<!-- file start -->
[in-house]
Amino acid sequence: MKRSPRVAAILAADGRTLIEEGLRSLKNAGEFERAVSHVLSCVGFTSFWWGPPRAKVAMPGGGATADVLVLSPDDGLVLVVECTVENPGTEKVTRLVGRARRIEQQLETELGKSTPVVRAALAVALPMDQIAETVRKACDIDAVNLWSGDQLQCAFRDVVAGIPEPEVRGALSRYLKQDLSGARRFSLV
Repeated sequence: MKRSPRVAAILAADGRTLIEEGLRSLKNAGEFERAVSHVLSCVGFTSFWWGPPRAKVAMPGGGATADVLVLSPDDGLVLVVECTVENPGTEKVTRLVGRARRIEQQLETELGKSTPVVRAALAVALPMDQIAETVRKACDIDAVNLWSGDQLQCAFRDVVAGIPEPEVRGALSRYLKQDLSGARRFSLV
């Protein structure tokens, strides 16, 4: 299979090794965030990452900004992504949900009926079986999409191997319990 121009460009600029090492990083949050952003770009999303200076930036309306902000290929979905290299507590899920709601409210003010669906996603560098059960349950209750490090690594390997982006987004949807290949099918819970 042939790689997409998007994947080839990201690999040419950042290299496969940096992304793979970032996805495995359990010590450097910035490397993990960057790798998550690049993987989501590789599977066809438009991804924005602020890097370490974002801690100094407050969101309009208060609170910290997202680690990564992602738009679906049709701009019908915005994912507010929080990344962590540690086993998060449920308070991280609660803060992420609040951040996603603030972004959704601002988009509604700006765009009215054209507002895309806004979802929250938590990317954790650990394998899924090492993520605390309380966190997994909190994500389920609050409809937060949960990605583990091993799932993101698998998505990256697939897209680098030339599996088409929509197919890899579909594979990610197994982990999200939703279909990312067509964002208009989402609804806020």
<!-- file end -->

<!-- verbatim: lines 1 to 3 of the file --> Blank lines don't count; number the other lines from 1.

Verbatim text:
[in-house]
Amino acid sequence: MKRSPRVAAILAADGRTLIEEGLRSLKNAGEFERAVSHVLSCVGFTSFWWGPPRAKVAMPGGGATADVLVLSPDDGLVLVVECTVENPGTEKVTRLVGRARRIEQQLETELGKSTPVVRAALAVALPMDQIAETVRKACDIDAVNLWSGDQLQCAFRDVVAGIPEPEVRGALSRYLKQDLSGARRFSLV
Repeated sequence: MKRSPRVAAILAADGRTLIEEGLRSLKNAGEFERAVSHVLSCVGFTSFWWGPPRAKVAMPGGGATADVLVLSPDDGLVLVVECTVENPGTEKVTRLVGRARRIEQQLETELGKSTPVVRAALAVALPMDQIAETVRKACDIDAVNLWSGDQLQCAFRDVVAGIPEPEVRGALSRYLKQDLSGARRFSLV